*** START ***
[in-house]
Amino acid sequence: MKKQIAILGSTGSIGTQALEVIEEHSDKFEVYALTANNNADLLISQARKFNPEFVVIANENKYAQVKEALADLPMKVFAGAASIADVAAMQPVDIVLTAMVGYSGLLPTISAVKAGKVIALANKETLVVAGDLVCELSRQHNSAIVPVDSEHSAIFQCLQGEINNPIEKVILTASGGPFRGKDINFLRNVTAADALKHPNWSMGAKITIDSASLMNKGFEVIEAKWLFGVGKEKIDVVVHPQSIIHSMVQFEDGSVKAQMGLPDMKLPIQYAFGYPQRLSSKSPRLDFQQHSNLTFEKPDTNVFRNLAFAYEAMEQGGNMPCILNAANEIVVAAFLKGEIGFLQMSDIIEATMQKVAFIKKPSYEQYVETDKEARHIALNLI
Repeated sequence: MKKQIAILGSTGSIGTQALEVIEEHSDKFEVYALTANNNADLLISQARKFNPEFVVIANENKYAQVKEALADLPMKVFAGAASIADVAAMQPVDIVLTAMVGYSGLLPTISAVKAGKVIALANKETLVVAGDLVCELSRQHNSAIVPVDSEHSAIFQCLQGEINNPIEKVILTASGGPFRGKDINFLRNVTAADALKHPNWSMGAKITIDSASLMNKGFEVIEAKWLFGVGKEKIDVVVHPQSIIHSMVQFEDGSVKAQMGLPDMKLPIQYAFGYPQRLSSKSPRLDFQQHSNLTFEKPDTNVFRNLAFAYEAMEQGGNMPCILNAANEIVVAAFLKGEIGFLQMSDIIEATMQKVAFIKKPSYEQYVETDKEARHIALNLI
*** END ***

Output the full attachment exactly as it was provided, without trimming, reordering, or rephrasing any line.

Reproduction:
[in-house]
Amino acid sequence: MKKQIAILGSTGSIGTQALEVIEEHSDKFEVYALTANNNADLLISQARKFNPEFVVIANENKYAQVKEALADLPMKVFAGAASIADVAAMQPVDIVLTAMVGYSGLLPTISAVKAGKVIALANKETLVVAGDLVCELSRQHNSAIVPVDSEHSAIFQCLQGEINNPIEKVILTASGGPFRGKDINFLRNVTAADALKHPNWSMGAKITIDSASLMNKGFEVIEAKWLFGVGKEKIDVVVHPQSIIHSMVQFEDGSVKAQMGLPDMKLPIQYAFGYPQRLSSKSPRLDFQQHSNLTFEKPDTNVFRNLAFAYEAMEQGGNMPCILNAANEIVVAAFLKGEIGFLQMSDIIEATMQKVAFIKKPSYEQYVETDKEARHIALNLI
Repeated sequence: MKKQIAILGSTGSIGTQALEVIEEHSDKFEVYALTANNNADLLISQARKFNPEFVVIANENKYAQVKEALADLPMKVFAGAASIADVAAMQPVDIVLTAMVGYSGLLPTISAVKAGKVIALANKETLVVAGDLVCELSRQHNSAIVPVDSEHSAIFQCLQGEINNPIEKVILTASGGPFRGKDINFLRNVTAADALKHPNWSMGAKITIDSASLMNKGFEVIEAKWLFGVGKEKIDVVVHPQSIIHSMVQFEDGSVKAQMGLPDMKLPIQYAFGYPQRLSSKSPRLDFQQHSNLTFEKPDTNVFRNLAFAYEAMEQGGNMPCILNAANEIVVAAFLKGEIGFLQMSDIIEATMQKVAFIKKPSYEQYVETDKEARHIALNLI